New operators are getting out on the road to get familiar with their routes and obstacles that will be hidden after a decent snowstorm, he said.

"Keeping our roads as safe as possible is a team effort, and we'd love to have people join our team," PennDOT Secretary Mike Carroll said.

Carroll along with Pennsylvania Turnpike Commission CEO Mark Compton and Pennsylvania Emergency Management Agency Director Randy Padfield held a media briefing recently to outline plans for winter services, highlight job opportunities and discuss how the public can prepare for the season.

"With winter weather ahead, preparation, planning and coordination are crucial, Compton said. "The agencies here today have spent all year meticulously planning and preparing our crews and resources so that when the first snowflakes fall, we can properly deploy what is needed and where."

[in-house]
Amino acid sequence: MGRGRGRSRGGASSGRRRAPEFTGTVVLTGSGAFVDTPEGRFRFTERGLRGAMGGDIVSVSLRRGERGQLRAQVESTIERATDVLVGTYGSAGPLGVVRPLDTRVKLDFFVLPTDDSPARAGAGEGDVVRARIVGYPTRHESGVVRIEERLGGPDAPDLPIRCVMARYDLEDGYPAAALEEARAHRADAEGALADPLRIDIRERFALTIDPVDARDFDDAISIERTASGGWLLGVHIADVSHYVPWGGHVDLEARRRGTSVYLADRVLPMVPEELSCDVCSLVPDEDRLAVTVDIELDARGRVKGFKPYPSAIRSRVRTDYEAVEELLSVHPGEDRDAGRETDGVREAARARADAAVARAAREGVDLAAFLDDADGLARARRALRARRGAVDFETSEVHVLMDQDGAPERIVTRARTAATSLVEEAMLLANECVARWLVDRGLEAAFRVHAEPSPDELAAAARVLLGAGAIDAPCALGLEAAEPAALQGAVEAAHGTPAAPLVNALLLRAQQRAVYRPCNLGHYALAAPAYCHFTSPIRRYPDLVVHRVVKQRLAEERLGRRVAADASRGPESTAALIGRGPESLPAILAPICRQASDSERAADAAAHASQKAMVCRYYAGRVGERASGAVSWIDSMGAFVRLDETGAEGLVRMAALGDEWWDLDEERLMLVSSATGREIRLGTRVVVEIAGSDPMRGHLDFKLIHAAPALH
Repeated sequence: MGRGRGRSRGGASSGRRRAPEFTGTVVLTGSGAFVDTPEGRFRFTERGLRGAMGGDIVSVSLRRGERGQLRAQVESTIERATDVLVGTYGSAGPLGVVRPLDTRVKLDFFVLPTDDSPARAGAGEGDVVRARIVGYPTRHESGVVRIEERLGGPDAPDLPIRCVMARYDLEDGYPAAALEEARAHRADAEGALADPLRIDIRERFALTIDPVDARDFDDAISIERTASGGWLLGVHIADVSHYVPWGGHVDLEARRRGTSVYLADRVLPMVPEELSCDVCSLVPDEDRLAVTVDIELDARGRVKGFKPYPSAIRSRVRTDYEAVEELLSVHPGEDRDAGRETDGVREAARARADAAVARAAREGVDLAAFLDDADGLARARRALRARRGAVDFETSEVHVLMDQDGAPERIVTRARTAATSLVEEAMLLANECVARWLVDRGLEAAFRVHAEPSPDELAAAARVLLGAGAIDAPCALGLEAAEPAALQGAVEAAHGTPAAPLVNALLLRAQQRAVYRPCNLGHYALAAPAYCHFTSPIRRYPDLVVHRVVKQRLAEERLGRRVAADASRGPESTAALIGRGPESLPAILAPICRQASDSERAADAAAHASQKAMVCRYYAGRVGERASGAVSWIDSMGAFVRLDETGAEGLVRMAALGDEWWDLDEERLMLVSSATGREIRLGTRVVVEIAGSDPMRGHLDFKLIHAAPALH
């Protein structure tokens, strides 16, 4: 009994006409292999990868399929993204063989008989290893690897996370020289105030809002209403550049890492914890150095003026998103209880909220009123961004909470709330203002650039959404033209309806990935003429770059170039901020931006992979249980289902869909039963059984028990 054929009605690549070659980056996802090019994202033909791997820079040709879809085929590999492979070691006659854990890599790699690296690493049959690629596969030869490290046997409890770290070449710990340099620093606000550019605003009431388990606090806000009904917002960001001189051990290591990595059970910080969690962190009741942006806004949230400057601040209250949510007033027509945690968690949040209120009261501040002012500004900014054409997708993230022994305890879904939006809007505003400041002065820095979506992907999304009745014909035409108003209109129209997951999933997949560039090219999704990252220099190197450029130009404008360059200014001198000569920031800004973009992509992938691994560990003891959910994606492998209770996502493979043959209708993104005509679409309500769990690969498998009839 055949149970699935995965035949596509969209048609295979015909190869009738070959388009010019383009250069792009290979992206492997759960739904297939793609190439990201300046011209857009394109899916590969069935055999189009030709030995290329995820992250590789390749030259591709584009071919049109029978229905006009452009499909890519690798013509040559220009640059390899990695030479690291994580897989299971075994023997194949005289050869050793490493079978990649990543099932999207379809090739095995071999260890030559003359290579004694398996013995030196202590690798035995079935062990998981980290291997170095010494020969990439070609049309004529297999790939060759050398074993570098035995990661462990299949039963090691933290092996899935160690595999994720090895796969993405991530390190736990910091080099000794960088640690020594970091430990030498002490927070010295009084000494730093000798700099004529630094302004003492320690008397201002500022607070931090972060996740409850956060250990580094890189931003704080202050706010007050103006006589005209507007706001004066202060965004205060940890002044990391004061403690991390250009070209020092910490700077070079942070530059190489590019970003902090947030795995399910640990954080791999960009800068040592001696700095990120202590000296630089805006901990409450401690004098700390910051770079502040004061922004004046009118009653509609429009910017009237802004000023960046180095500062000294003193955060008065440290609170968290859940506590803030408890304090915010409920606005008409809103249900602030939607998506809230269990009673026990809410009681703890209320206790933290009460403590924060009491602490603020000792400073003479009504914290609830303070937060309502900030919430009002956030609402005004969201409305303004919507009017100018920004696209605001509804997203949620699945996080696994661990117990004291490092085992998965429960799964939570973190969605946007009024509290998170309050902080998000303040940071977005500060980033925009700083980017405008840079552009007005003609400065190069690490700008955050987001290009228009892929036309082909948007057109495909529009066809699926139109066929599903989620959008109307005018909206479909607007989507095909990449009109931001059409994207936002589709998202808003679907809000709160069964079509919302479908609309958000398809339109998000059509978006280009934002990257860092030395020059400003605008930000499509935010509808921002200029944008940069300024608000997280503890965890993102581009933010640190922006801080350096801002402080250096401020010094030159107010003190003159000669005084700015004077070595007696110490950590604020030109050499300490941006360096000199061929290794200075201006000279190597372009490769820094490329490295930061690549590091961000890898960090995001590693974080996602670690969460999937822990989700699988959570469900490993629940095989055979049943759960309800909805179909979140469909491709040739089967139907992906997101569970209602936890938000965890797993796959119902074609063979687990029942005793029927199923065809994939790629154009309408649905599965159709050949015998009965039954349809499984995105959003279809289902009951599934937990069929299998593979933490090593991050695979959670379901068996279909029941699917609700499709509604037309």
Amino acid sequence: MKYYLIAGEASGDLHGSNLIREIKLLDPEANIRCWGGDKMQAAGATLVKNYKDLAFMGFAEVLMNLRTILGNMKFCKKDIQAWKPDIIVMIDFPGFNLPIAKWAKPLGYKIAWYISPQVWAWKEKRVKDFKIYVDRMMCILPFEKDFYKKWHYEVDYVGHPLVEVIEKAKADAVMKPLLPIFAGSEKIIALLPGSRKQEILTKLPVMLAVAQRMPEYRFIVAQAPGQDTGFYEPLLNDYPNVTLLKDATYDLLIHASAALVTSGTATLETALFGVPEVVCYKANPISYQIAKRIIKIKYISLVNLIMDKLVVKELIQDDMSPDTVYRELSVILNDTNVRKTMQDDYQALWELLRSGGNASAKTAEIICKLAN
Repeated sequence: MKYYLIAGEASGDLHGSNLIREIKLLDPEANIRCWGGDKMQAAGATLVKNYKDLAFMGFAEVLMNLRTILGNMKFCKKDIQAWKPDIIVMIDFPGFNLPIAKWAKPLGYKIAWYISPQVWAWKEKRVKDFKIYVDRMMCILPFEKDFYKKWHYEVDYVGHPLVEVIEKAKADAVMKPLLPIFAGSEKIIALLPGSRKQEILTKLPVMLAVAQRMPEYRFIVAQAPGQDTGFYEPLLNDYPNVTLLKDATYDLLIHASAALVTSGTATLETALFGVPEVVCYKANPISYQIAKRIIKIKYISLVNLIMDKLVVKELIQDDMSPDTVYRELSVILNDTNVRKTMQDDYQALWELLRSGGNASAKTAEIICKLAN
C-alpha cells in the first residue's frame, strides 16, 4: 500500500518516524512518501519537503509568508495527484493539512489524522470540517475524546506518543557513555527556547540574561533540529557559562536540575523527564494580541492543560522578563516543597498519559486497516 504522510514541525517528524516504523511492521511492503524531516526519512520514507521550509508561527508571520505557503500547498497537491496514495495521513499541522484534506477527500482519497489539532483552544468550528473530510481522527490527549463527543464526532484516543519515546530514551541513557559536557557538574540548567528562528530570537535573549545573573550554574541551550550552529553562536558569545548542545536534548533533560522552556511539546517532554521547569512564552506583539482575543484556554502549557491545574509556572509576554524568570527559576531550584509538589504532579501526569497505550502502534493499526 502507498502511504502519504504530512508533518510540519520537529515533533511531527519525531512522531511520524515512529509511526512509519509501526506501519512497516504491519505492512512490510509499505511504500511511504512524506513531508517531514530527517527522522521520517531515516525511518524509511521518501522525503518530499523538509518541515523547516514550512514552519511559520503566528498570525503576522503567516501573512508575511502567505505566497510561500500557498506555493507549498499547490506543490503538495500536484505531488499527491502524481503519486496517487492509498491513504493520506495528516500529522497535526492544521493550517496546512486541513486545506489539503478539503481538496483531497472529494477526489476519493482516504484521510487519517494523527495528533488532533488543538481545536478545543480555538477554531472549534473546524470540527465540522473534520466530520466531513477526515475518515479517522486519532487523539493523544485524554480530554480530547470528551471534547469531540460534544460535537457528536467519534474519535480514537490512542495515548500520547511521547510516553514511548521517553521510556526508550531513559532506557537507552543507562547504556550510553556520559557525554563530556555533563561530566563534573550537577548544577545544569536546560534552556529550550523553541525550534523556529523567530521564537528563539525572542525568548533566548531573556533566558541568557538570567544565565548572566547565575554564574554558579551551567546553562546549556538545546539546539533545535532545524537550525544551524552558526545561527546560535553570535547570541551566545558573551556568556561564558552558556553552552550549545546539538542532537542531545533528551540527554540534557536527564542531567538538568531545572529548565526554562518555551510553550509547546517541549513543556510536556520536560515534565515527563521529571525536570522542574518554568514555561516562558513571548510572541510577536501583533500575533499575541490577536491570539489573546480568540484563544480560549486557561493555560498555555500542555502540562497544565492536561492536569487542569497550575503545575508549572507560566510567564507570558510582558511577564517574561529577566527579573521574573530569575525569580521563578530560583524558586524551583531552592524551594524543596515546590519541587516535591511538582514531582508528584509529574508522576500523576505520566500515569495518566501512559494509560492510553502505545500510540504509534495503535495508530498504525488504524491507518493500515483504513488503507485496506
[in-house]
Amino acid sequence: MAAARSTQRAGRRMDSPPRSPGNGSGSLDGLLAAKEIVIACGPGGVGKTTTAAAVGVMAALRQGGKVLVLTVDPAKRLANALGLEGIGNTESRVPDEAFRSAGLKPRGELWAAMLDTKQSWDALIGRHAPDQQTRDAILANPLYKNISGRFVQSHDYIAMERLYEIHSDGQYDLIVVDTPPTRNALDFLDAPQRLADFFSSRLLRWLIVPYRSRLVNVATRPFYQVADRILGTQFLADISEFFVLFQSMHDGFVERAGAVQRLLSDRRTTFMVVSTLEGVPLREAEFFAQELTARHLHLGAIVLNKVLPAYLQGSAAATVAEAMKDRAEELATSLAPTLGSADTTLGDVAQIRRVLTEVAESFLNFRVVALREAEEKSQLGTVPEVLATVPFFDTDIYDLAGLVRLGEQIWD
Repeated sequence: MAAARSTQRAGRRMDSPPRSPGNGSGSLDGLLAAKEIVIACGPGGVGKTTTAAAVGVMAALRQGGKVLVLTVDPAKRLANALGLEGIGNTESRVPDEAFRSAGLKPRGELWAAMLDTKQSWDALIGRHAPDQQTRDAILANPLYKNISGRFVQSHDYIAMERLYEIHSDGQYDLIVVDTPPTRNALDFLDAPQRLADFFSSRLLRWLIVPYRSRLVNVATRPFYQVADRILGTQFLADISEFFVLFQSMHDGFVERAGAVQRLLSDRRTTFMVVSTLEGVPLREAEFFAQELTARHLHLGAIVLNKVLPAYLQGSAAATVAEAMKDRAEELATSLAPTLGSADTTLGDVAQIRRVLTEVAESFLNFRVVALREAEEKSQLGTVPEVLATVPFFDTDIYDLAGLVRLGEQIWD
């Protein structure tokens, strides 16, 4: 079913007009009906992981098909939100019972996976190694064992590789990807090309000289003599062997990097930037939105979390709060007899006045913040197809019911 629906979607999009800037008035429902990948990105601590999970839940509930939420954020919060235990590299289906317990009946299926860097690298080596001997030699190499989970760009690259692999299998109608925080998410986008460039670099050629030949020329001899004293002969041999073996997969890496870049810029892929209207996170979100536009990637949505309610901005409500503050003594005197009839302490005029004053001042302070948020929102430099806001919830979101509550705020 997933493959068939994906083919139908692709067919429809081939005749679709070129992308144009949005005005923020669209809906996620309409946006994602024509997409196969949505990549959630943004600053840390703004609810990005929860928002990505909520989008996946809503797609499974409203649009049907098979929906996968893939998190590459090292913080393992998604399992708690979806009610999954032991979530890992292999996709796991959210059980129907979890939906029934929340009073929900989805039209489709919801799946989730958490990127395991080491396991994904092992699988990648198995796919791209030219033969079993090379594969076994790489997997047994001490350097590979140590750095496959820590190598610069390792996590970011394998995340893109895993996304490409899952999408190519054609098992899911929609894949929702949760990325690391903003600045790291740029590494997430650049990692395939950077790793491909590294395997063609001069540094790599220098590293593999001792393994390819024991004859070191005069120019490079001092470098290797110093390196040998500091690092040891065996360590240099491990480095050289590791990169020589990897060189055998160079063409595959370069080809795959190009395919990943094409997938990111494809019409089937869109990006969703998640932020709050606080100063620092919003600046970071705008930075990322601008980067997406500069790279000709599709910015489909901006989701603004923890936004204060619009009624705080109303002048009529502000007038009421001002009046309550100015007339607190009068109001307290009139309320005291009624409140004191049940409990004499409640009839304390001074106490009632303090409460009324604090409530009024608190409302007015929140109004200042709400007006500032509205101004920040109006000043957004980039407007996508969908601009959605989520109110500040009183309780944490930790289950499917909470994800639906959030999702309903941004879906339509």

Prepared public

Even if they're not going to work for PennDOT, members of the public can help by being prepared and informed, Compton said.

"We also know that you're planning ahead for winter driving is critical as well," he said. "Take the time now, if you haven't already done so, to be sure your vehicle is ready by checking your tires, wiper blades, battery and antifreeze."

The public can access travel information on nearly 40,000 state-maintained roadway miles at, and during the winter they can find plow truck locations and details of when state-maintained roads were last plowed.

The information is made possible by PennDOT's Automated Vehicle Location technology, which uses units in more than 2,600 department plow trucks to send a signal showing their locations.